A strange mix true, but I'll blame it on the weather. At least the weather of a month ago, when Springfield was handily buried beneath snow. The city was still digging out by the time the Chinese New Year's came about, and so the show I was doing for the Springfield Art Association was held over till last night - to join with Mardi Gras.
The Springfield Art Association was hosting a family night on both nights so they combined all of their hands on projects - masks, and paper lanterns, beads and other fun. And it was fun.
While I was waiting for my scheduled time I was able to wander about and look at their exhibit, Pastiche: Art Made from Disparate Sources.
This is well worth seeing, and pondering. I was grateful for the brief overview from the artists so that I could better appreciate the stories they were trying to impart in their mediums.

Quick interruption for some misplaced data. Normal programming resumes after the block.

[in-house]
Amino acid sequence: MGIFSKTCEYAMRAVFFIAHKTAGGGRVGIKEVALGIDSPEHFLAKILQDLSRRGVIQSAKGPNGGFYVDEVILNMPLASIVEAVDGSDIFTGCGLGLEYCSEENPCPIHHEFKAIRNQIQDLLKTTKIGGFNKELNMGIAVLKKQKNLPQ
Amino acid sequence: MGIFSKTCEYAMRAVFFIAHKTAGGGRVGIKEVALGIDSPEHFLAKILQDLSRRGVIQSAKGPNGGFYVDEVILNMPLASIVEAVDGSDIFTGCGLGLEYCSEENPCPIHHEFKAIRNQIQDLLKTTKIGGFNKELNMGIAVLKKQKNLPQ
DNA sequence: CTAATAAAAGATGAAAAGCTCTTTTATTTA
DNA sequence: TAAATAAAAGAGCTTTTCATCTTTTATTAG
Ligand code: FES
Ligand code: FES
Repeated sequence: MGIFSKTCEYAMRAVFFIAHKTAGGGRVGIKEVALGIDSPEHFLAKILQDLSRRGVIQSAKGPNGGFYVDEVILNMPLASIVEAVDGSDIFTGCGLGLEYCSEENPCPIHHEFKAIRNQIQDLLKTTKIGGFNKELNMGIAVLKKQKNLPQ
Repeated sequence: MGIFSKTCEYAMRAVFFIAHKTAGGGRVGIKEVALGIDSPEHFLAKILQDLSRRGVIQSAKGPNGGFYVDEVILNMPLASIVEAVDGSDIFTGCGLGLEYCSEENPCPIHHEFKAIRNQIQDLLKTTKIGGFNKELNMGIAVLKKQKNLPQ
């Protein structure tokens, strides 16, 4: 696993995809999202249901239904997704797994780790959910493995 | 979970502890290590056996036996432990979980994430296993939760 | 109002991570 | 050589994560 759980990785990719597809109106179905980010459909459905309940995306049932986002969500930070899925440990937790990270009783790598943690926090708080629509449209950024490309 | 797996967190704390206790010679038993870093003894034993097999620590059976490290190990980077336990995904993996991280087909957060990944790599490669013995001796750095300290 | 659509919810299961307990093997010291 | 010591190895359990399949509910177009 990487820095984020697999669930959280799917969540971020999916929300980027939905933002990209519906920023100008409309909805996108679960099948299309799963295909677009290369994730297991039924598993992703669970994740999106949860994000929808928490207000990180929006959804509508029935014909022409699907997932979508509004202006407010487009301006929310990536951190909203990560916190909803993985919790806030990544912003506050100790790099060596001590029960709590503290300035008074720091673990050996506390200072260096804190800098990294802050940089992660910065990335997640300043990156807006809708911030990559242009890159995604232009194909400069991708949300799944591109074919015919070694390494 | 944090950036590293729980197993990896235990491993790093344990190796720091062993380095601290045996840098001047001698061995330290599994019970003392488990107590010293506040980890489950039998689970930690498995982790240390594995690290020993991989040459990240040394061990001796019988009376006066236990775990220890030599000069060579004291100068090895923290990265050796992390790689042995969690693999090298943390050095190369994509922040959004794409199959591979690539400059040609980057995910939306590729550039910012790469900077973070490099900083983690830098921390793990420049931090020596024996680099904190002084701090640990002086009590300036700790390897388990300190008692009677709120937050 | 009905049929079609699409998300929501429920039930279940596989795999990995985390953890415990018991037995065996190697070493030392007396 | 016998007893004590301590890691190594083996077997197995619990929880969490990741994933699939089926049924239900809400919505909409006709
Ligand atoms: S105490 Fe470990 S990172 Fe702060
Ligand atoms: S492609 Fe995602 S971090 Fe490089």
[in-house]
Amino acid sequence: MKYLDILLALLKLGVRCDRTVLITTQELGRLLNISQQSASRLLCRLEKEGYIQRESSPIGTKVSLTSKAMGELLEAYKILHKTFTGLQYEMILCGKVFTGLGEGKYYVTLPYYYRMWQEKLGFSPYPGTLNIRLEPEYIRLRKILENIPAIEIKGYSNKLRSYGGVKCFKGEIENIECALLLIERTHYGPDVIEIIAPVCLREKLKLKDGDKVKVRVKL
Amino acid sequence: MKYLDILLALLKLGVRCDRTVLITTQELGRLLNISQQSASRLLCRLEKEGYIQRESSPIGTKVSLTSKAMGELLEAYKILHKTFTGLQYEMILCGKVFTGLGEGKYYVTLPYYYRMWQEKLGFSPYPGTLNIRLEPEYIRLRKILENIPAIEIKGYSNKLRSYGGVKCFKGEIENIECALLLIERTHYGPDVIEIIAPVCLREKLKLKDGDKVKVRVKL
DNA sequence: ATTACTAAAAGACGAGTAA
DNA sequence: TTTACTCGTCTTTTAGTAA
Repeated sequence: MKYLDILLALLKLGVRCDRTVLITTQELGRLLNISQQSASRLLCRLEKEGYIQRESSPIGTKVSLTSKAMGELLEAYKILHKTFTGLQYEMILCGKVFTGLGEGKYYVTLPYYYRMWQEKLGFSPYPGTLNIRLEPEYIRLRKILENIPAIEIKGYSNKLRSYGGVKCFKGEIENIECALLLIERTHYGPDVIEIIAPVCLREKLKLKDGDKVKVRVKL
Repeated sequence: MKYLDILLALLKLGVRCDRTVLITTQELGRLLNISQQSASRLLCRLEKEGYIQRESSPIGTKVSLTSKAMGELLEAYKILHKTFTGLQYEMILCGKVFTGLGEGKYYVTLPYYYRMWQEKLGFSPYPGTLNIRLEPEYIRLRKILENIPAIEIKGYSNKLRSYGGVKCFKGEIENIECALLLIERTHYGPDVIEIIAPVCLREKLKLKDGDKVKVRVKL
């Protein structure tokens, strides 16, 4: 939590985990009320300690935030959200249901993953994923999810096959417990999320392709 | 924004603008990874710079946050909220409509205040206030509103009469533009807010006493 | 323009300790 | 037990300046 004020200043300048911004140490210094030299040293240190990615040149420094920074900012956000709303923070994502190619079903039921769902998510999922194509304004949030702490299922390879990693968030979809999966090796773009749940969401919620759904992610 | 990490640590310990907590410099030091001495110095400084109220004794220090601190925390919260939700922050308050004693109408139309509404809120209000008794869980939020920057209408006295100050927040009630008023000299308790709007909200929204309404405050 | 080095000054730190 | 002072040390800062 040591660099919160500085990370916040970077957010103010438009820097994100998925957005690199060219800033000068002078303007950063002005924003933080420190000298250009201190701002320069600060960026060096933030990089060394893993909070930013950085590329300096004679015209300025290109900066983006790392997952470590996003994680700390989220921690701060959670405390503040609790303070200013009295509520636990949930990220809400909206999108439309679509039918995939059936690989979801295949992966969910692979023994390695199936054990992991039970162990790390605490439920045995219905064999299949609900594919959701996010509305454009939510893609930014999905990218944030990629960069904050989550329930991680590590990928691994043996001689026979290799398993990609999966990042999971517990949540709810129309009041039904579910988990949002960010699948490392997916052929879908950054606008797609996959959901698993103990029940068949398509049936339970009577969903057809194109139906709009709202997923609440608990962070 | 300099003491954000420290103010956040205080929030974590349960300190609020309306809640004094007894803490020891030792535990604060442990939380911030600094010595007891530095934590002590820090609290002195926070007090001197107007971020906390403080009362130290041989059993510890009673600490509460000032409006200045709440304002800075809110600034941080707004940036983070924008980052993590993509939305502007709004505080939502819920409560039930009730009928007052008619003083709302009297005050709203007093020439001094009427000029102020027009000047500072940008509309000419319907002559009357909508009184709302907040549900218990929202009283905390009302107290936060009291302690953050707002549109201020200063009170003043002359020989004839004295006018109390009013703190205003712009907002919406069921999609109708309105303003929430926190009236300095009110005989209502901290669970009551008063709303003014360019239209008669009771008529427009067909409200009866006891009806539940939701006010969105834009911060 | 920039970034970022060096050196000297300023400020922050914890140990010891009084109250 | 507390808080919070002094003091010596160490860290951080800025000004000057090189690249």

I also had a few moments to appreciate the Edward Place's lower floor, which is filled with elegant Victorian furniture and portraits. The watchful gaze of many of the first residents look upon the visitors.
Then back into the light and the life.
Most of my audience were toddlers so we started off with the French tale of "The Squirrel and the Fox," and "The Yellow Thunder Dragon."
As I was telling some older children came in, and I went ahead with the Chinese tale of "The Magic Brocade," which seemed appropriate to the Art Association. This is a wonderful tale of a older woman who falls in love with a painting, and sets out to weave the scene. It also shows how her sons deal with her passion; the elder two only wish her to focus her talents on profitable efforts, while her younger son will do whatever needs to be done for her to see the work of art to completion.
He is also the only one who will seek the brocade when the spirits "borrow" it."
What was very rewarding was the little ones thanking me, and when one of their fathers came over and thanked me. His 3 year old son and 7 year old daughter were enthralled.
It as a lovely evening.
I am a Springfield, IL based storyteller with a fascination for how folklore travels, and for history.